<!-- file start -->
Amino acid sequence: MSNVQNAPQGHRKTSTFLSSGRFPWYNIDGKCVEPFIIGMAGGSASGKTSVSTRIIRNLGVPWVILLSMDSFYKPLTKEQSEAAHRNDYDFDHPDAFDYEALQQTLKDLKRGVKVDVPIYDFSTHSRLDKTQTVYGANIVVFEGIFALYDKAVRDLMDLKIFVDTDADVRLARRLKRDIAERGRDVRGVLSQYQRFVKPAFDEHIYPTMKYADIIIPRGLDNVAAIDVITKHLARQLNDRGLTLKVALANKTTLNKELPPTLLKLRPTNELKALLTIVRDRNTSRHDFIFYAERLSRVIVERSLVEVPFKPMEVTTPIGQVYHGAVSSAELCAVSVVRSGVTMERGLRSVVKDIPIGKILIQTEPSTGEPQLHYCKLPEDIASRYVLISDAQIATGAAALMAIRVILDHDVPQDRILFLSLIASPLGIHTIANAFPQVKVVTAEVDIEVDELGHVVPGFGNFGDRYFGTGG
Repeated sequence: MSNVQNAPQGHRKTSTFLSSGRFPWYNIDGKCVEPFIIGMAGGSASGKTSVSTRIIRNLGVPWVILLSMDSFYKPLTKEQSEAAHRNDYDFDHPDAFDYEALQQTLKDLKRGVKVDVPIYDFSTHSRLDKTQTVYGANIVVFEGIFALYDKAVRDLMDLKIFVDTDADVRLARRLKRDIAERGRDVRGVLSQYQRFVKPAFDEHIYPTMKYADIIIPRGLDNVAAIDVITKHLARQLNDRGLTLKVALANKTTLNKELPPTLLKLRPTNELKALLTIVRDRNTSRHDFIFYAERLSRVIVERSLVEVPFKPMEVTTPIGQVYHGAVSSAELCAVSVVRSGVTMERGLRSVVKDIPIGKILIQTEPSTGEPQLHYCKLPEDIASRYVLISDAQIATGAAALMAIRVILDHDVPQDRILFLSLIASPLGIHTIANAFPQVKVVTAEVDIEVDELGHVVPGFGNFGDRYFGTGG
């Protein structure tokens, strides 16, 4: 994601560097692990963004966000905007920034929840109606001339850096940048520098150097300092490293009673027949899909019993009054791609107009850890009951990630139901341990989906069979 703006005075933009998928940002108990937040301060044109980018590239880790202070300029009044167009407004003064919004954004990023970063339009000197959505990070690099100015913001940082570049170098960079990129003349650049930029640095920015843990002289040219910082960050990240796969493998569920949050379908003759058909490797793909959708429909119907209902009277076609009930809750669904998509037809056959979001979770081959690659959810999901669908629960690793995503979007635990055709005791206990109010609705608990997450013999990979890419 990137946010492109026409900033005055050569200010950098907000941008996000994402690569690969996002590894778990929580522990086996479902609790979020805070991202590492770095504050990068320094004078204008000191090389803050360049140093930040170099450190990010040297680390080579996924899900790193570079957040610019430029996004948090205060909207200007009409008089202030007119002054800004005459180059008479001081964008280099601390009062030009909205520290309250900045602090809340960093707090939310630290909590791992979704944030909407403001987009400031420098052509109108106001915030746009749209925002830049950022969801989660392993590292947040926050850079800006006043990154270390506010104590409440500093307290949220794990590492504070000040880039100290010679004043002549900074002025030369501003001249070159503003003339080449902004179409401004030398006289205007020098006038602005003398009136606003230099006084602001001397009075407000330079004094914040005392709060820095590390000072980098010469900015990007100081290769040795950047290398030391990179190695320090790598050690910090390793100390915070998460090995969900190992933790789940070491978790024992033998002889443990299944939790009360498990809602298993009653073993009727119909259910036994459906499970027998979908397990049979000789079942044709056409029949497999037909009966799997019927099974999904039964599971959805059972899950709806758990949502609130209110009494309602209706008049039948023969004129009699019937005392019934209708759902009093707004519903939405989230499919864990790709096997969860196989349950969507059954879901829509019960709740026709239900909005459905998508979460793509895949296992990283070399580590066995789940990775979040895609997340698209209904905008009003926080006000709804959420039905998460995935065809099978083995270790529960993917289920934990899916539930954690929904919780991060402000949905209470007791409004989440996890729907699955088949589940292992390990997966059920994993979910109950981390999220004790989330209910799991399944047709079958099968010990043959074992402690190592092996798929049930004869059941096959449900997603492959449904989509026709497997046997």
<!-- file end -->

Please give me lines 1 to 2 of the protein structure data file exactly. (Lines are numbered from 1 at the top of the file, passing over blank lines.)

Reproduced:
Amino acid sequence: MSNVQNAPQGHRKTSTFLSSGRFPWYNIDGKCVEPFIIGMAGGSASGKTSVSTRIIRNLGVPWVILLSMDSFYKPLTKEQSEAAHRNDYDFDHPDAFDYEALQQTLKDLKRGVKVDVPIYDFSTHSRLDKTQTVYGANIVVFEGIFALYDKAVRDLMDLKIFVDTDADVRLARRLKRDIAERGRDVRGVLSQYQRFVKPAFDEHIYPTMKYADIIIPRGLDNVAAIDVITKHLARQLNDRGLTLKVALANKTTLNKELPPTLLKLRPTNELKALLTIVRDRNTSRHDFIFYAERLSRVIVERSLVEVPFKPMEVTTPIGQVYHGAVSSAELCAVSVVRSGVTMERGLRSVVKDIPIGKILIQTEPSTGEPQLHYCKLPEDIASRYVLISDAQIATGAAALMAIRVILDHDVPQDRILFLSLIASPLGIHTIANAFPQVKVVTAEVDIEVDELGHVVPGFGNFGDRYFGTGG
Repeated sequence: MSNVQNAPQGHRKTSTFLSSGRFPWYNIDGKCVEPFIIGMAGGSASGKTSVSTRIIRNLGVPWVILLSMDSFYKPLTKEQSEAAHRNDYDFDHPDAFDYEALQQTLKDLKRGVKVDVPIYDFSTHSRLDKTQTVYGANIVVFEGIFALYDKAVRDLMDLKIFVDTDADVRLARRLKRDIAERGRDVRGVLSQYQRFVKPAFDEHIYPTMKYADIIIPRGLDNVAAIDVITKHLARQLNDRGLTLKVALANKTTLNKELPPTLLKLRPTNELKALLTIVRDRNTSRHDFIFYAERLSRVIVERSLVEVPFKPMEVTTPIGQVYHGAVSSAELCAVSVVRSGVTMERGLRSVVKDIPIGKILIQTEPSTGEPQLHYCKLPEDIASRYVLISDAQIATGAAALMAIRVILDHDVPQDRILFLSLIASPLGIHTIANAFPQVKVVTAEVDIEVDELGHVVPGFGNFGDRYFGTGG